IBM designs chip to help diagnose cancer


Cancer diagnosis may get a lot easier thanks to the work of researchers at IBM. These researchers are used to creating and designing tiny microprocessors and they are taking the talents in a whole new direction. The researchers at IBM are working to improve diagnostic tests that are used to detect cancer.

What the guys at IBM are doing is working on a chip that will shrink the area that is used to test on a biopsy. By shrinking the area used to test on a biopsy the doctors can actually conduct more tests on a single biopsied piece of tissue. Traditional biopsy procedures have the chemical markers going over a larger area, meaning not as many tests can be performed.

With the new chip, called microfluidics, the chemical marker will be channeled to the test area. Any excess chemicals are syphoned off in a second channel to keep it from spreading from the test area. The new testing area is only about the diameter of a human hair. For a biopsy sample, that means doctors can test over 500 patches on a sample the size of 1 square centimeter.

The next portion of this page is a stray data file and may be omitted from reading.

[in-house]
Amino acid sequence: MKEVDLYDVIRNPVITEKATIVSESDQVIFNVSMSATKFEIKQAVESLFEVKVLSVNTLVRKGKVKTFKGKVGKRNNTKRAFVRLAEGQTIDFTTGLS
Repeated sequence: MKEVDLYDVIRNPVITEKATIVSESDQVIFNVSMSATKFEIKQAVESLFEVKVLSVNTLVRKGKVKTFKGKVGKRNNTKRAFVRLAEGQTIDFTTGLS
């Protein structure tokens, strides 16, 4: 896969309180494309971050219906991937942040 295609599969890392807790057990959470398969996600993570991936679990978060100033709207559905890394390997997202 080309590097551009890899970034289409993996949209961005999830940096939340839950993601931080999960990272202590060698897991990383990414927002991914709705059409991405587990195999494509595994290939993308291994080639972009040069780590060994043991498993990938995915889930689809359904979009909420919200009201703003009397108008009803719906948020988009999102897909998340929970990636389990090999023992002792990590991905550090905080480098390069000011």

As the microfluidics chip is designed now, a pathologist must control it with a joystick, placing the tip on the exact point to test. The chip has several reservoirs that allows the pathologist to change easily between markers for different tests without having to constantly replace the chip. IBM’s hope is that in the future the process will be more automated. The sample can be put into a machine and the results populate without human interaction.

So far, microfluidics is untested but University Hospital Zurich plans to give it trial run in the next few months. Let’s see what happens.

[via CNet]

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